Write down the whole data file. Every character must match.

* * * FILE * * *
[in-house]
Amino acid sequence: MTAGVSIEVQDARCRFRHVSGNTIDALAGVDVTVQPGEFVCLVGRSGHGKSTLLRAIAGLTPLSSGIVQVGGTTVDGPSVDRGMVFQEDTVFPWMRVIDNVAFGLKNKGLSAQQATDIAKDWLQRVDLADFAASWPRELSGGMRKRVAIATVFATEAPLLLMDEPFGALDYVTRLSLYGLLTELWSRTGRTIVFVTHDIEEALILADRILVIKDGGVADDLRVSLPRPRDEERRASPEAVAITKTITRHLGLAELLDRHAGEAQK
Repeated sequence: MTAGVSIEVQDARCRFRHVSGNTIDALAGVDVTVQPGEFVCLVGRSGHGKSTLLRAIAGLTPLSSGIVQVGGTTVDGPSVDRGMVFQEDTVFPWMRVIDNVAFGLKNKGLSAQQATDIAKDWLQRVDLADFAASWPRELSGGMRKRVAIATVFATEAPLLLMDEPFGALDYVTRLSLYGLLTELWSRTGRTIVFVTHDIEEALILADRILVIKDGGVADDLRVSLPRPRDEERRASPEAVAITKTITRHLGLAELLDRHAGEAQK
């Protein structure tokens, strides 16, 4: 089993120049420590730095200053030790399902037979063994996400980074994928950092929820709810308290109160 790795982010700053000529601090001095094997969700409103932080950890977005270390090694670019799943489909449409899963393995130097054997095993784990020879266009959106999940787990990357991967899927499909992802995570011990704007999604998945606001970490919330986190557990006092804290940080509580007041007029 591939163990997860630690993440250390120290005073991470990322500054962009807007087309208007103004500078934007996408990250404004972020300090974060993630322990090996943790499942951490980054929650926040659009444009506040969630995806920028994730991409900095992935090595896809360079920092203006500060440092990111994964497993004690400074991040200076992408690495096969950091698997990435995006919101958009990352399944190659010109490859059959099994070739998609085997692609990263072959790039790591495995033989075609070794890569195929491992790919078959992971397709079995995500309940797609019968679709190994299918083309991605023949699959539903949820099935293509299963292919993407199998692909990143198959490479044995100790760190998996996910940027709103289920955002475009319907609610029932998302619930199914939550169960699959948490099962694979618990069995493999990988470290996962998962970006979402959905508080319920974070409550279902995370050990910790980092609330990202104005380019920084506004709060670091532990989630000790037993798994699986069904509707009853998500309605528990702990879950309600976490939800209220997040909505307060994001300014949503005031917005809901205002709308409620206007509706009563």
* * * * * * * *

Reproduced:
[in-house]
Amino acid sequence: MTAGVSIEVQDARCRFRHVSGNTIDALAGVDVTVQPGEFVCLVGRSGHGKSTLLRAIAGLTPLSSGIVQVGGTTVDGPSVDRGMVFQEDTVFPWMRVIDNVAFGLKNKGLSAQQATDIAKDWLQRVDLADFAASWPRELSGGMRKRVAIATVFATEAPLLLMDEPFGALDYVTRLSLYGLLTELWSRTGRTIVFVTHDIEEALILADRILVIKDGGVADDLRVSLPRPRDEERRASPEAVAITKTITRHLGLAELLDRHAGEAQK
Repeated sequence: MTAGVSIEVQDARCRFRHVSGNTIDALAGVDVTVQPGEFVCLVGRSGHGKSTLLRAIAGLTPLSSGIVQVGGTTVDGPSVDRGMVFQEDTVFPWMRVIDNVAFGLKNKGLSAQQATDIAKDWLQRVDLADFAASWPRELSGGMRKRVAIATVFATEAPLLLMDEPFGALDYVTRLSLYGLLTELWSRTGRTIVFVTHDIEEALILADRILVIKDGGVADDLRVSLPRPRDEERRASPEAVAITKTITRHLGLAELLDRHAGEAQK
């Protein structure tokens, strides 16, 4: 089993120049420590730095200053030790399902037979063994996400980074994928950092929820709810308290109160 790795982010700053000529601090001095094997969700409103932080950890977005270390090694670019799943489909449409899963393995130097054997095993784990020879266009959106999940787990990357991967899927499909992802995570011990704007999604998945606001970490919330986190557990006092804290940080509580007041007029 591939163990997860630690993440250390120290005073991470990322500054962009807007087309208007103004500078934007996408990250404004972020300090974060993630322990090996943790499942951490980054929650926040659009444009506040969630995806920028994730991409900095992935090595896809360079920092203006500060440092990111994964497993004690400074991040200076992408690495096969950091698997990435995006919101958009990352399944190659010109490859059959099994070739998609085997692609990263072959790039790591495995033989075609070794890569195929491992790919078959992971397709079995995500309940797609019968679709190994299918083309991605023949699959539903949820099935293509299963292919993407199998692909990143198959490479044995100790760190998996996910940027709103289920955002475009319907609610029932998302619930199914939550169960699959948490099962694979618990069995493999990988470290996962998962970006979402959905508080319920974070409550279902995370050990910790980092609330990202104005380019920084506004709060670091532990989630000790037993798994699986069904509707009853998500309605528990702990879950309600976490939800209220997040909505307060994001300014949503005031917005809901205002709308409620206007509706009563």